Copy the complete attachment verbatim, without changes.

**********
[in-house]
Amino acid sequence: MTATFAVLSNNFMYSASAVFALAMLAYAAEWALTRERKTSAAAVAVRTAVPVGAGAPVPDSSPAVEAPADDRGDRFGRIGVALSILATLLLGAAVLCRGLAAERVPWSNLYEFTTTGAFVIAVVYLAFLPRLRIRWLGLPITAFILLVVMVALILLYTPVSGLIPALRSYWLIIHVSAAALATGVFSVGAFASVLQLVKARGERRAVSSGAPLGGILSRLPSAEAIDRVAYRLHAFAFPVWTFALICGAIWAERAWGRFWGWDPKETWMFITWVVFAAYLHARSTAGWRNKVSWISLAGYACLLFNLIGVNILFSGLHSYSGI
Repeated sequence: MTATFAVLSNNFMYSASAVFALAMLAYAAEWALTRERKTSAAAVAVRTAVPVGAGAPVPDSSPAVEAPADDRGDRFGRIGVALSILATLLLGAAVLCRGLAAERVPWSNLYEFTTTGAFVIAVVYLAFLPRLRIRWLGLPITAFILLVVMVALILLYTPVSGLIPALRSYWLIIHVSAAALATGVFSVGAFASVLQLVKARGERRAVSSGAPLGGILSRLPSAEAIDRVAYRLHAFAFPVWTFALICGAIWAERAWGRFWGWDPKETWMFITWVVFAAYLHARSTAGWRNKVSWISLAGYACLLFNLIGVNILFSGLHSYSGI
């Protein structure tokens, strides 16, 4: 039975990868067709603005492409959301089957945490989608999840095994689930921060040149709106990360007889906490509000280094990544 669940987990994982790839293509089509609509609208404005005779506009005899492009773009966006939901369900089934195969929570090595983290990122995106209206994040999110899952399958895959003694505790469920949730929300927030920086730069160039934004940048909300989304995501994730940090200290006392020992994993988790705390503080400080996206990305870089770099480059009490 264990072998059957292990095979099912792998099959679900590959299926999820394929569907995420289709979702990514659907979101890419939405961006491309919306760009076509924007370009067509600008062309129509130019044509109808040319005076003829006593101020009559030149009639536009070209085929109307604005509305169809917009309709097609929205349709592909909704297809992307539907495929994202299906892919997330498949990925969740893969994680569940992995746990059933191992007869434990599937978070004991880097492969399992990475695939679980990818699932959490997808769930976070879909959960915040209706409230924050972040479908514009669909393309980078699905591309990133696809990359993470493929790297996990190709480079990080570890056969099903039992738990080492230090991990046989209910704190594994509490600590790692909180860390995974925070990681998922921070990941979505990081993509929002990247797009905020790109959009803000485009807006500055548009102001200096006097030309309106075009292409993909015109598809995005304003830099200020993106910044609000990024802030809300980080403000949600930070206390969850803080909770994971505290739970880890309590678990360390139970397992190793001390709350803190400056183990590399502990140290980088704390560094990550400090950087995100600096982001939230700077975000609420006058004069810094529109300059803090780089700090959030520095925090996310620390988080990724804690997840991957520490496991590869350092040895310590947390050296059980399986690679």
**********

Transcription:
[in-house]
Amino acid sequence: MTATFAVLSNNFMYSASAVFALAMLAYAAEWALTRERKTSAAAVAVRTAVPVGAGAPVPDSSPAVEAPADDRGDRFGRIGVALSILATLLLGAAVLCRGLAAERVPWSNLYEFTTTGAFVIAVVYLAFLPRLRIRWLGLPITAFILLVVMVALILLYTPVSGLIPALRSYWLIIHVSAAALATGVFSVGAFASVLQLVKARGERRAVSSGAPLGGILSRLPSAEAIDRVAYRLHAFAFPVWTFALICGAIWAERAWGRFWGWDPKETWMFITWVVFAAYLHARSTAGWRNKVSWISLAGYACLLFNLIGVNILFSGLHSYSGI
Repeated sequence: MTATFAVLSNNFMYSASAVFALAMLAYAAEWALTRERKTSAAAVAVRTAVPVGAGAPVPDSSPAVEAPADDRGDRFGRIGVALSILATLLLGAAVLCRGLAAERVPWSNLYEFTTTGAFVIAVVYLAFLPRLRIRWLGLPITAFILLVVMVALILLYTPVSGLIPALRSYWLIIHVSAAALATGVFSVGAFASVLQLVKARGERRAVSSGAPLGGILSRLPSAEAIDRVAYRLHAFAFPVWTFALICGAIWAERAWGRFWGWDPKETWMFITWVVFAAYLHARSTAGWRNKVSWISLAGYACLLFNLIGVNILFSGLHSYSGI
């Protein structure tokens, strides 16, 4: 039975990868067709603005492409959301089957945490989608999840095994689930921060040149709106990360007889906490509000280094990544 669940987990994982790839293509089509609509609208404005005779506009005899492009773009966006939901369900089934195969929570090595983290990122995106209206994040999110899952399958895959003694505790469920949730929300927030920086730069160039934004940048909300989304995501994730940090200290006392020992994993988790705390503080400080996206990305870089770099480059009490 264990072998059957292990095979099912792998099959679900590959299926999820394929569907995420289709979702990514659907979101890419939405961006491309919306760009076509924007370009067509600008062309129509130019044509109808040319005076003829006593101020009559030149009639536009070209085929109307604005509305169809917009309709097609929205349709592909909704297809992307539907495929994202299906892919997330498949990925969740893969994680569940992995746990059933191992007869434990599937978070004991880097492969399992990475695939679980990818699932959490997808769930976070879909959960915040209706409230924050972040479908514009669909393309980078699905591309990133696809990359993470493929790297996990190709480079990080570890056969099903039992738990080492230090991990046989209910704190594994509490600590790692909180860390995974925070990681998922921070990941979505990081993509929002990247797009905020790109959009803000485009807006500055548009102001200096006097030309309106075009292409993909015109598809995005304003830099200020993106910044609000990024802030809300980080403000949600930070206390969850803080909770994971505290739970880890309590678990360390139970397992190793001390709350803190400056183990590399502990140290980088704390560094990550400090950087995100600096982001939230700077975000609420006058004069810094529109300059803090780089700090959030520095925090996310620390988080990724804690997840991957520490496991590869350092040895310590947390050296059980399986690679």